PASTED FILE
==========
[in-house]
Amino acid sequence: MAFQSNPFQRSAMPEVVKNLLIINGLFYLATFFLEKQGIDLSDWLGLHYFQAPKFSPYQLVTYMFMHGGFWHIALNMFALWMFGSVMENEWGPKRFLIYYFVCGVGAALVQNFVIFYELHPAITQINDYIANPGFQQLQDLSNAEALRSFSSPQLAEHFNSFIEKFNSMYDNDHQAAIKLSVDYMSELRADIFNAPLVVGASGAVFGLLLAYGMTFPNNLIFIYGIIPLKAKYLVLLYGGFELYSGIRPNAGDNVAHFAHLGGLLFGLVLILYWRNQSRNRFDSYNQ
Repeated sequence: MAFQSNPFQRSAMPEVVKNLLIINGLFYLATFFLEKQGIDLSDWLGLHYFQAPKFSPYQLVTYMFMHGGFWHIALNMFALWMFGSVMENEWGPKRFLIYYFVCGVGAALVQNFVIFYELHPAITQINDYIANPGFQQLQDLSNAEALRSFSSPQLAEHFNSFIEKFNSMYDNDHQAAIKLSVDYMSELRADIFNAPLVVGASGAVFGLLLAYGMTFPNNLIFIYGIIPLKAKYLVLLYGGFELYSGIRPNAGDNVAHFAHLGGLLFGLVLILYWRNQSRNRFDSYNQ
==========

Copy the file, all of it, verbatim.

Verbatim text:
[in-house]
Amino acid sequence: MAFQSNPFQRSAMPEVVKNLLIINGLFYLATFFLEKQGIDLSDWLGLHYFQAPKFSPYQLVTYMFMHGGFWHIALNMFALWMFGSVMENEWGPKRFLIYYFVCGVGAALVQNFVIFYELHPAITQINDYIANPGFQQLQDLSNAEALRSFSSPQLAEHFNSFIEKFNSMYDNDHQAAIKLSVDYMSELRADIFNAPLVVGASGAVFGLLLAYGMTFPNNLIFIYGIIPLKAKYLVLLYGGFELYSGIRPNAGDNVAHFAHLGGLLFGLVLILYWRNQSRNRFDSYNQ
Repeated sequence: MAFQSNPFQRSAMPEVVKNLLIINGLFYLATFFLEKQGIDLSDWLGLHYFQAPKFSPYQLVTYMFMHGGFWHIALNMFALWMFGSVMENEWGPKRFLIYYFVCGVGAALVQNFVIFYELHPAITQINDYIANPGFQQLQDLSNAEALRSFSSPQLAEHFNSFIEKFNSMYDNDHQAAIKLSVDYMSELRADIFNAPLVVGASGAVFGLLLAYGMTFPNNLIFIYGIIPLKAKYLVLLYGGFELYSGIRPNAGDNVAHFAHLGGLLFGLVLILYWRNQSRNRFDSYNQ